The Five W’s on Reverse Mortgages
For many American families, one of their largest assets is their home. A reverse mortgage can be used to unlock a home’s equity without selling the home. The cash can be used to pay-off an existing mortgage and/or other debts, provide an additional stream of retirement “income,” or for home repairs and improvements.
Who: Homeowners age 62 and older qualify if they have equity in their home (home value, minus debt, equals equity), the property is single family, and serves as the primary residence. If a home is owned jointly by husband and wife, both will need to meet the age requirement. Once approved, the reverse mortgage will replace the first mortgage on the home.
What: A reverse mortgage is similar to getting a home equity line, but without having to make payments. Depending on the particulars, roughly 50% to 70% of a home’s value can be obtained. Unlike conventional home mortgages, where the homeowner pays monthly interest and principal back to the lender, the money lent via reverse mortgages does not have to be paid back (as long as certain basic conditions are met, such as maintaining the property, paying property taxes and insurances, and residing in the home). At the homeowner’s death, the beneficiaries have up to one year to 1. Pay-off/re-finance the mortgage and keep the house; 2. Sell the house, pay-off the mortgage, and keep the difference (if any); or 3. Surrender the home to the lending institution.
Three general types are available:
1. Single-purpose reverse mortgages: offered by some nonprofit organizations as well as state and local government agencies and can be used for only one purpose. For example, the lender will specify that the money is to be used to pay for home repairs/improvements or for property taxes. Area Agencies on Aging can offer information on these types of programs. Visit www.eldercare.gov or call 800-677-1116.
2. Federally-insured reverse mortgages (aka HECMs - Home Equity Conversion Mortgages): backed by HUD (the U.S. Department of Housing and Urban Development), are widely available and can be used for any purpose. When calculating how much the borrower can take, the lesser of the appraised value or a $625,500 cap is used. The HECM has three primary payment options: a “tenure” option that provides a fixed monthly lifetime payment while residing in the home, a “term” option that provides a fixed monthly payment for a pre-determined period, or a line of credit that lets the borrower control when the monies are borrowed and received. Before applying for a HECM, borrowers must meet with a counselor from an independent government-approved housing agency. The counselor will explain and compare different types of loans as well as the different payment options, costs, and financial implications. Alternatives to the loan are also discussed, based on the borrower’s individual situation. For a list of local counselors, visit www.hud.gov or call 800-569-4287.
3. Proprietary reverse mortgages are private loans backed by the companies that develop them. Borrowers with more expensive homes may choose this option for greater flexibility of terms and a larger potential advance; the $625,500 federal cap may be exceeded.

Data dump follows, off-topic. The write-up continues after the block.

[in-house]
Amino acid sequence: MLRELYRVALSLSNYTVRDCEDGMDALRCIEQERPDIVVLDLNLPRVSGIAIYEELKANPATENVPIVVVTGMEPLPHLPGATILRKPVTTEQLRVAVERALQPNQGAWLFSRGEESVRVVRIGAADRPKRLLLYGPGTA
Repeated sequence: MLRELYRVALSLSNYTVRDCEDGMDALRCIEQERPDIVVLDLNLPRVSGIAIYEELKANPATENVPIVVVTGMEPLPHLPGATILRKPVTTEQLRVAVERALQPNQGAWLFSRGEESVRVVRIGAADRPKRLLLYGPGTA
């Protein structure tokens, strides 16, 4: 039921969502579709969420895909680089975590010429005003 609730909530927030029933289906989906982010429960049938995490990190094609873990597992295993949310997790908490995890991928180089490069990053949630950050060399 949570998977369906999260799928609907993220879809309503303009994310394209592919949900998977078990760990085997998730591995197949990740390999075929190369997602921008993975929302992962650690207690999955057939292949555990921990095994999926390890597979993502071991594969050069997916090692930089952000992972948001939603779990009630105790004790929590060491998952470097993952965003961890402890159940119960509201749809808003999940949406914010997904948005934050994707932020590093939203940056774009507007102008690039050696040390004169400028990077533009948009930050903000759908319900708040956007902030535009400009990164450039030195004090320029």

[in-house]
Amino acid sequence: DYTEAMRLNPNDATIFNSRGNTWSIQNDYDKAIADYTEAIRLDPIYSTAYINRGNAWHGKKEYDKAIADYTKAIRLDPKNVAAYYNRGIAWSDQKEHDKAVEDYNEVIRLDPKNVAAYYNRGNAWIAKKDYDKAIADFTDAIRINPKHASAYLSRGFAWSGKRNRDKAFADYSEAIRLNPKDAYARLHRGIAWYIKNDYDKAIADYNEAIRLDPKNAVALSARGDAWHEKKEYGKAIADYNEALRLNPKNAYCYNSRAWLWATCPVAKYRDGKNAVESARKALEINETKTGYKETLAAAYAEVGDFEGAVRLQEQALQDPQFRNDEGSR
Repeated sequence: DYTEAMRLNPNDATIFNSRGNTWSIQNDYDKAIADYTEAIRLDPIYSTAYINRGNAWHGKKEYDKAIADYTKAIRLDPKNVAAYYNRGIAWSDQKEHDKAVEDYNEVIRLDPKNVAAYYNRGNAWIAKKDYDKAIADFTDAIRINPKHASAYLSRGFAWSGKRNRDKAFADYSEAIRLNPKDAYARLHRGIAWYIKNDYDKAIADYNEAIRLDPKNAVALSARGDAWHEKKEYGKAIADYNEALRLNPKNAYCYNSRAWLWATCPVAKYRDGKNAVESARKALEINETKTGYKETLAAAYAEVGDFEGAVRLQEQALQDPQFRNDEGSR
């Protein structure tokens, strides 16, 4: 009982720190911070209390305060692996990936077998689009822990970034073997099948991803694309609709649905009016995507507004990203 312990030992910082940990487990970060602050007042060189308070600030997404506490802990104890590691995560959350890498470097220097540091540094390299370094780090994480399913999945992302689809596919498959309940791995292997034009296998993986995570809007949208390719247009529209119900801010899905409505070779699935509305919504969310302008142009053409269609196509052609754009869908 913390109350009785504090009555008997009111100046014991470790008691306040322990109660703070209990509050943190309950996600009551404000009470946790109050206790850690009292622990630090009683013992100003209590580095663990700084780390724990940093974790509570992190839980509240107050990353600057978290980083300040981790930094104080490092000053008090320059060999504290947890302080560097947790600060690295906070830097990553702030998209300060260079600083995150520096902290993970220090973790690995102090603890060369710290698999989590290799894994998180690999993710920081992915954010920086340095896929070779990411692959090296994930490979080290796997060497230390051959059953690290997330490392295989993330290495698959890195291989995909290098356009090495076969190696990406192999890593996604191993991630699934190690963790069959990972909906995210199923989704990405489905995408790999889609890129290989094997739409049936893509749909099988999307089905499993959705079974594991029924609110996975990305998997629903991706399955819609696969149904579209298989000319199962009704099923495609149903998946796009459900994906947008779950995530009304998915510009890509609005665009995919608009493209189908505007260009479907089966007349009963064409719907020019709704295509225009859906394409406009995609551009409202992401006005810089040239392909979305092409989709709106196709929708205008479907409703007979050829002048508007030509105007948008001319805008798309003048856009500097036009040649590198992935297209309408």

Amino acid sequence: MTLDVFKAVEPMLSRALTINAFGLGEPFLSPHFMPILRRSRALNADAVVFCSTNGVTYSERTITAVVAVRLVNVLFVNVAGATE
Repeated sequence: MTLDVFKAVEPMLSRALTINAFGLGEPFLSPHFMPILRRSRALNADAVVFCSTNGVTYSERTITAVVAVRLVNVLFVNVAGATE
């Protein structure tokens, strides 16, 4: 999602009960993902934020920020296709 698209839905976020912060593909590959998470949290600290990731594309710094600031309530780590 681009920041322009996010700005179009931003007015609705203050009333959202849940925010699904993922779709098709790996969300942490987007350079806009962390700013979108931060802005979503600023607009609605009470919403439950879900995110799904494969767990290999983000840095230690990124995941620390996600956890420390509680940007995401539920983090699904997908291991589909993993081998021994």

When: There are advantages to waiting until a later date to get a reverse mortgage. First, from a general financial planning perspective, it is usually best to not get a loan until the money is needed. In the case of reverse mortgages, interest still accrues even though no payments are due. Second, because age is a factor in determining how much can be borrowed, older homeowners can typically pull out more of their homes’ equity than their younger cohorts. On the other hand, by drawing on the equity in their homes in this manner, many people have been able to delay taking Social Security payments and put off drawing on taxable sources of income (e.g., 401(k)s and IRAs). It is also important to note that the proceeds from a reverse mortgage should not be taxable (no matter how a reverse mortgage might be described, it is still a loan, and, therefore, not income).
Why: I have seen, firsthand, how reverse mortgages can be used effectively as part of an overall financial plan. But it is important to keep in mind if these financial products are not used correctly, the outcome can be unfavorable for those involved. My research on this topic revealed some very strong opinions about reverse mortgages; the key is to understand how they work, and if they make sense for your situation.
Where: Many mortgage brokers and major lending institutions offer reverse mortgage products. The National Reverse Mortgage Lenders Association publishes a list (by state) of approved lenders who originate reverse mortgages. The www.hud.gov website site also has a list of lenders.
The decision to get a reverse mortgage is very individualized. It is not for everyone. While I have advised my own clients to use other assets first, these products can be a real “financial lifesaver” when they are used properly. Free information on reverse mortgages is available from the National Council on Aging at 800-510-0301.
David D. Holland, a CERTIFIED FINANCIAL PLANNER™ practitioner, hosts a weekday radio show. He has also authored two books in his Confessions of a Financial Planner series. Holland offers investment advice through Holland Advisory Services, Inc., a registered investment adviser in Ormond Beach. He can be contacted at (386) 671-7526. Email your financial questions to info@DavidHolland.com.